Preparing and arrival guide for parents and supporters

How to help with your loved one's transition to studying at university, and who to contact if you have concerns.

Top tips

Going to university is a significant change for a student as well as those who have supported them to get to this point. It's important that these valuable relationships continue throughout the student’s university journey as a means of providing advice, guidance and support

So, how do you help them now? The transition to university can present several challenges for students – adjusting to independent living, academics, and a new social life – all without the comfort of close friends and relatives. But over time, students find the initial difficulties they faced seem less daunting, especially if they know family and friends at home are on hand, understand the situation and are supportive.

Top tips

  • Stay in contact. Agree with each other how you will maintain contact. It might even be useful to set a specific time each week when you will touch base with one another. This can be via a phone call, text, or an email but importantly, the regularity of the communication will reduce uncertainty and provide a reassurance that everyone is alright.
  • Be your child's trusted adviser. Fully support them, but get out of the way. Going to university is a huge transition in anyone’s life, so you need to recognise that your relationship will change and develop during this time. Students aren't just managing their studies, but also a range of new places, events and people. As they navigate this, they need the freedom to explore, but as we all know from our own youth, exploring can sometimes mean making mistakes. While mistakes are a natural part of personal developmental and growth, it's also a moment where trusted advice is invaluable and essential. You can support us by knowing what's on offer at UWE Bristol, listening to their concerns and helping them figure out where to go for help on campus. There are many professional services working to support our students. Check out what wellbeing support is available.
  • Be kind to yourself. This change in your relationship can often lead to feelings of anxiety and concern. While a student is growing and developing in a new environment with new experiences, your everyday life may feel different too. This could leave you with a feeling of loss. It is important to acknowledge these feelings, talk with people you trust and with people who may be in the same situation. Understanding the academic year might be useful, so sign up for the parents and supporters newsletter below.
  • Talk and ask about potentially uncomfortable things. Alcohol and drugs, relationships, mental health. Remind them that there are resources on campus for just about everything, and encourage the use of them.
  • Sign up for our parents and supporters newsletter below. You will receive this a few times each term. It will give you an idea of what your student is doing, how they may be feeling and ways that you can help.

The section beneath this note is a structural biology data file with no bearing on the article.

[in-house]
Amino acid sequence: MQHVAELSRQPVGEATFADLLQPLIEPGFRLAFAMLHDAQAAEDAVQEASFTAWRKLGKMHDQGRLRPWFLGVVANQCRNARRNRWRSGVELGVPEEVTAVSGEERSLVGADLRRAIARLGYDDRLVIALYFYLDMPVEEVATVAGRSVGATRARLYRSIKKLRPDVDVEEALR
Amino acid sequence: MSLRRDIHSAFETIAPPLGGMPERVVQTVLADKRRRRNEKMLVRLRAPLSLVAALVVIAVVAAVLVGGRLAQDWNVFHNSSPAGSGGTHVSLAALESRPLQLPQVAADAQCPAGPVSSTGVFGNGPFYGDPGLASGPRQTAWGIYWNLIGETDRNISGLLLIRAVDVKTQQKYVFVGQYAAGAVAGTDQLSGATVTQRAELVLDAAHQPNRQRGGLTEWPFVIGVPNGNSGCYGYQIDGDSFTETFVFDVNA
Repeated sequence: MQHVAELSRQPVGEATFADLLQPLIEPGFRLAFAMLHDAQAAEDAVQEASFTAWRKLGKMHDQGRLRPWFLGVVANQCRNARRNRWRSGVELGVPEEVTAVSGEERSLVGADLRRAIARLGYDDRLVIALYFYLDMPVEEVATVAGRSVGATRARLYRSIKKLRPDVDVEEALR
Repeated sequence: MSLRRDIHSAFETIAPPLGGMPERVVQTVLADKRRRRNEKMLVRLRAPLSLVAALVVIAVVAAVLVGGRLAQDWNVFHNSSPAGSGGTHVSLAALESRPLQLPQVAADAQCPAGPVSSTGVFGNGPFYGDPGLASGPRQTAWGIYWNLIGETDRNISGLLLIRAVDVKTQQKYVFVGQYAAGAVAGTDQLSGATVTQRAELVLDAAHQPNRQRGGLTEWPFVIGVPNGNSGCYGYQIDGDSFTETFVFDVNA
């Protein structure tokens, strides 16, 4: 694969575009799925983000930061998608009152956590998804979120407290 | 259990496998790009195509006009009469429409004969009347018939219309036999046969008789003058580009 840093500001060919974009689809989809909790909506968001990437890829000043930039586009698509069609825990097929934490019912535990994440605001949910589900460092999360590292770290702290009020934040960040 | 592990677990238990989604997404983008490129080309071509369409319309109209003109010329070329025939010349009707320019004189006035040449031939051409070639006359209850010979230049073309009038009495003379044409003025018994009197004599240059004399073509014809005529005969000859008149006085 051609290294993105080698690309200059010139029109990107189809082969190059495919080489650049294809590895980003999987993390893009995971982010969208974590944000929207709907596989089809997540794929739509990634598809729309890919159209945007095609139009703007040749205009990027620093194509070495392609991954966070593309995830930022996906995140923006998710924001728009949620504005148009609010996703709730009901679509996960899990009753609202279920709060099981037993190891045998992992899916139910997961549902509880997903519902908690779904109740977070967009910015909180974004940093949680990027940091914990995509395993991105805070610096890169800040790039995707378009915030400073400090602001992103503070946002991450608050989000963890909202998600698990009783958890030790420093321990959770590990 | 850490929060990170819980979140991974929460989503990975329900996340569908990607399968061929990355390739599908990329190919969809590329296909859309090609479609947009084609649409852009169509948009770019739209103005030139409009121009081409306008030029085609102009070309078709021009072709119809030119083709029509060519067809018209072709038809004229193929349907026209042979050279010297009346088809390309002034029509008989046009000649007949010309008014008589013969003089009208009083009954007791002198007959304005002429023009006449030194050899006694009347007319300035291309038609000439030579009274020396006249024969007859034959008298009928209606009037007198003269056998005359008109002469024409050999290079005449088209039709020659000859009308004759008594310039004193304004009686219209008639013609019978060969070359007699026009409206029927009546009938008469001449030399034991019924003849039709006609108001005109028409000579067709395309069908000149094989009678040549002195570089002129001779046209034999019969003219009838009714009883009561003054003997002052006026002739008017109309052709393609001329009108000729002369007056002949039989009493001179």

Who to contact

If you have questions

All of our contact telephone numbers are available via How to contact us.

There will be times when we are unable to give you information about a student, even though you are their parent or supporter. Students who are over 18 years of age are adults and the University has a legal requirement in accordance with General Data Protection Regulation to respect their privacy. While this means we can only share information with you in exceptional circumstances where there is a serious concern, we will always investigate the concerns you raise with us.

If you are a parent, carer or family member with urgent concerns about the welfare of a UWE Bristol student, please call:

Please note that these numbers are for urgent welfare concerns only. For other enquiries please call +44 (0)117 96 56261 (24 hours, including weekends).

When we will contact you

At the start of each academic year all students agree to UWE Bristol terms and conditions as part of the online registration process. Within this we explain when we may need to contact somebody on their behalf and ask them to provide an emergency contact name and telephone number.

The university will contact a student's emergency contact in circumstances where serious concerns are raised about their wellbeing (including risk to self, others and the University). This is to ensure a joined up and collaborative approach to assessing this risk and providing appropriate support.

A few examples of serious concerns include, but aren't limited to, a student being taken to hospital, concerns that a student is missing, failure to engage in academic study or a student receiving a 'notice to quit' from UWE Bristol's accommodation services and therefore being at risk of homelessness.

Please make sure you have a conversation about being a student's emergency contact, and keeping the information up-to-date, as we rely on students providing the University with the correct contact information. They can easily change or update the information via myUWE, under the personal details tab.

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